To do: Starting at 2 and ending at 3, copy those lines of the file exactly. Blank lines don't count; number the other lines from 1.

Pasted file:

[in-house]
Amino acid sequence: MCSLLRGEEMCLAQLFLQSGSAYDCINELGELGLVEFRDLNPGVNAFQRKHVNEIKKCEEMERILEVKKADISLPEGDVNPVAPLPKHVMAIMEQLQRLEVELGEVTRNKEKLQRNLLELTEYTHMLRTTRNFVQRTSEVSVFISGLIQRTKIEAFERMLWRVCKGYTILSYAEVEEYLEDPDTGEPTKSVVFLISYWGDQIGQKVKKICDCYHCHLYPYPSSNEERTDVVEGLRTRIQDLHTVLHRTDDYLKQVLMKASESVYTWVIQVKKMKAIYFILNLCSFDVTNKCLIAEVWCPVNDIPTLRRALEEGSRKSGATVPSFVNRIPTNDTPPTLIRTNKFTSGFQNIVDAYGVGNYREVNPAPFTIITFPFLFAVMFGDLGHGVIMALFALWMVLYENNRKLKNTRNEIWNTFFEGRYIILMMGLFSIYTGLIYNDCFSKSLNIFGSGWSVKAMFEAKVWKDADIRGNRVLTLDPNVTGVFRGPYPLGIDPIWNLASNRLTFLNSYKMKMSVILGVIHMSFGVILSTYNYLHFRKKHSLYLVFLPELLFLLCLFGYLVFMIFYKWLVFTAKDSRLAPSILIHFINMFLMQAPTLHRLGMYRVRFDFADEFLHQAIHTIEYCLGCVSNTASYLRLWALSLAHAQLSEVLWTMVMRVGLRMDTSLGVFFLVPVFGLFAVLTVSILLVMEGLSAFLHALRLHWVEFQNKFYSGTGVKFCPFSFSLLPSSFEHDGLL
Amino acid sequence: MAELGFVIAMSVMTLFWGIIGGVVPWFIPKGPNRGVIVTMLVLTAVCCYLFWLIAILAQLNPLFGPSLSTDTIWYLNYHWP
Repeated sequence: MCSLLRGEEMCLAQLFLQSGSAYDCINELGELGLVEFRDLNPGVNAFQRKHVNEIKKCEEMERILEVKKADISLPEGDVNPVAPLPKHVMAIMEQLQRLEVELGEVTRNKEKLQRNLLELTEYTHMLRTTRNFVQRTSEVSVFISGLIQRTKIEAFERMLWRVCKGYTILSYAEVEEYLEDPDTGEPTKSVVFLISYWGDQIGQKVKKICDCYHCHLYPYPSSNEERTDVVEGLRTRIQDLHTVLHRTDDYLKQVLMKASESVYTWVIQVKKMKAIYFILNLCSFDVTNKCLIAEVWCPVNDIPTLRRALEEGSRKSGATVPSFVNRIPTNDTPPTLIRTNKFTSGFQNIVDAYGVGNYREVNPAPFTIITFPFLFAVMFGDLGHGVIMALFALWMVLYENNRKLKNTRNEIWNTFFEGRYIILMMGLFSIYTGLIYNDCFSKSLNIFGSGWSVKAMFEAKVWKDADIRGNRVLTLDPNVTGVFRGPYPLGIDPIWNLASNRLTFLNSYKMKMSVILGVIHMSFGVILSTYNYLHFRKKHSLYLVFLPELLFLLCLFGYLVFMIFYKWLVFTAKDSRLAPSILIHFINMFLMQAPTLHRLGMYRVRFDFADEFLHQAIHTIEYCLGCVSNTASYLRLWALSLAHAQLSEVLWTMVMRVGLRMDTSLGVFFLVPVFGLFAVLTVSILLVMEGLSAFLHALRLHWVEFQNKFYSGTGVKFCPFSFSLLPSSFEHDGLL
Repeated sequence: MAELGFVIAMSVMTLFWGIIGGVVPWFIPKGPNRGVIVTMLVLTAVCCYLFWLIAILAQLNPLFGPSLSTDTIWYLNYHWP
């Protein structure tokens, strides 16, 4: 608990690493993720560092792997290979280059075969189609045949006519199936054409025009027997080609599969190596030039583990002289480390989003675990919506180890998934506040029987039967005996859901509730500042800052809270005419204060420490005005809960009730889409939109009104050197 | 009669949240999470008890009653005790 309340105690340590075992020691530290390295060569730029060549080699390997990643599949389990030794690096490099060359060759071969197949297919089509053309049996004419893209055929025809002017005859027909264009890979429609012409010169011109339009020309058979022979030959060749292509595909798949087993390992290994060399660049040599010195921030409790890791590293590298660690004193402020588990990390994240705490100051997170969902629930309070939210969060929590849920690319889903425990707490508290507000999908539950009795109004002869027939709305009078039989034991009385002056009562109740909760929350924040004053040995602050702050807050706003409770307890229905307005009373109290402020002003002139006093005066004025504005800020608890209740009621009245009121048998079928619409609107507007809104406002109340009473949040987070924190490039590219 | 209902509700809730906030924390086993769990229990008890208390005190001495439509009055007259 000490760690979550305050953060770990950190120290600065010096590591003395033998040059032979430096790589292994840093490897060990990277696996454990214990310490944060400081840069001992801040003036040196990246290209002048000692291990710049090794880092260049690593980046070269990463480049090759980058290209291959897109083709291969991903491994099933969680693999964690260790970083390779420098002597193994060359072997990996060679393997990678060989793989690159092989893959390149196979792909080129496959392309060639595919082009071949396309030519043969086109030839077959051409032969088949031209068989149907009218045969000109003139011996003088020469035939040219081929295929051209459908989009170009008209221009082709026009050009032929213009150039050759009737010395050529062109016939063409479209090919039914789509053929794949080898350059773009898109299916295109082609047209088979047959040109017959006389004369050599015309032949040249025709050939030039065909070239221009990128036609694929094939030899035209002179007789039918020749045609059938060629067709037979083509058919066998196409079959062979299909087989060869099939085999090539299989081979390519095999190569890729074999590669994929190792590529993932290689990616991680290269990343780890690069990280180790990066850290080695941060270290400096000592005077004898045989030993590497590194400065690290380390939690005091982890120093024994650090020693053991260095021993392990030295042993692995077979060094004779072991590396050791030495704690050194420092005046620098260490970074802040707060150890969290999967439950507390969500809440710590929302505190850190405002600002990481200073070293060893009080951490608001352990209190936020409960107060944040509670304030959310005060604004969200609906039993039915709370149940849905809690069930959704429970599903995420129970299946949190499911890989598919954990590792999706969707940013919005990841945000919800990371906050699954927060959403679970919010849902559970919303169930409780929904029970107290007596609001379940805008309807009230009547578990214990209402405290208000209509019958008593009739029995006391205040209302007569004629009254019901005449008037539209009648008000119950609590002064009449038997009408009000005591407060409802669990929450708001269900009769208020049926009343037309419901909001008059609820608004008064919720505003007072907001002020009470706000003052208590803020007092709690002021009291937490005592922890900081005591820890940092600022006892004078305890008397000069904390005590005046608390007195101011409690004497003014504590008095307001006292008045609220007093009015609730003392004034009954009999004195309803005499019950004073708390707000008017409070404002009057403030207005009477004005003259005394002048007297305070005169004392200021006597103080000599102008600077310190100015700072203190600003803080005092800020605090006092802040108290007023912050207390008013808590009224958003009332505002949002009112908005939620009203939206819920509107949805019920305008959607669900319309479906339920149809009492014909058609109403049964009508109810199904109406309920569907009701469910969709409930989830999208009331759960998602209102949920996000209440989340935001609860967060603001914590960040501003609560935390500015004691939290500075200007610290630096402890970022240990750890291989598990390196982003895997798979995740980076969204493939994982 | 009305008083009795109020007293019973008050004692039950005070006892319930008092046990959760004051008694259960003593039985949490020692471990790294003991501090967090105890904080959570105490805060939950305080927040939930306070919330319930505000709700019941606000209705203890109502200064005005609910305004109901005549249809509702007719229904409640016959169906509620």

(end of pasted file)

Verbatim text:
Amino acid sequence: MCSLLRGEEMCLAQLFLQSGSAYDCINELGELGLVEFRDLNPGVNAFQRKHVNEIKKCEEMERILEVKKADISLPEGDVNPVAPLPKHVMAIMEQLQRLEVELGEVTRNKEKLQRNLLELTEYTHMLRTTRNFVQRTSEVSVFISGLIQRTKIEAFERMLWRVCKGYTILSYAEVEEYLEDPDTGEPTKSVVFLISYWGDQIGQKVKKICDCYHCHLYPYPSSNEERTDVVEGLRTRIQDLHTVLHRTDDYLKQVLMKASESVYTWVIQVKKMKAIYFILNLCSFDVTNKCLIAEVWCPVNDIPTLRRALEEGSRKSGATVPSFVNRIPTNDTPPTLIRTNKFTSGFQNIVDAYGVGNYREVNPAPFTIITFPFLFAVMFGDLGHGVIMALFALWMVLYENNRKLKNTRNEIWNTFFEGRYIILMMGLFSIYTGLIYNDCFSKSLNIFGSGWSVKAMFEAKVWKDADIRGNRVLTLDPNVTGVFRGPYPLGIDPIWNLASNRLTFLNSYKMKMSVILGVIHMSFGVILSTYNYLHFRKKHSLYLVFLPELLFLLCLFGYLVFMIFYKWLVFTAKDSRLAPSILIHFINMFLMQAPTLHRLGMYRVRFDFADEFLHQAIHTIEYCLGCVSNTASYLRLWALSLAHAQLSEVLWTMVMRVGLRMDTSLGVFFLVPVFGLFAVLTVSILLVMEGLSAFLHALRLHWVEFQNKFYSGTGVKFCPFSFSLLPSSFEHDGLL
Amino acid sequence: MAELGFVIAMSVMTLFWGIIGGVVPWFIPKGPNRGVIVTMLVLTAVCCYLFWLIAILAQLNPLFGPSLSTDTIWYLNYHWP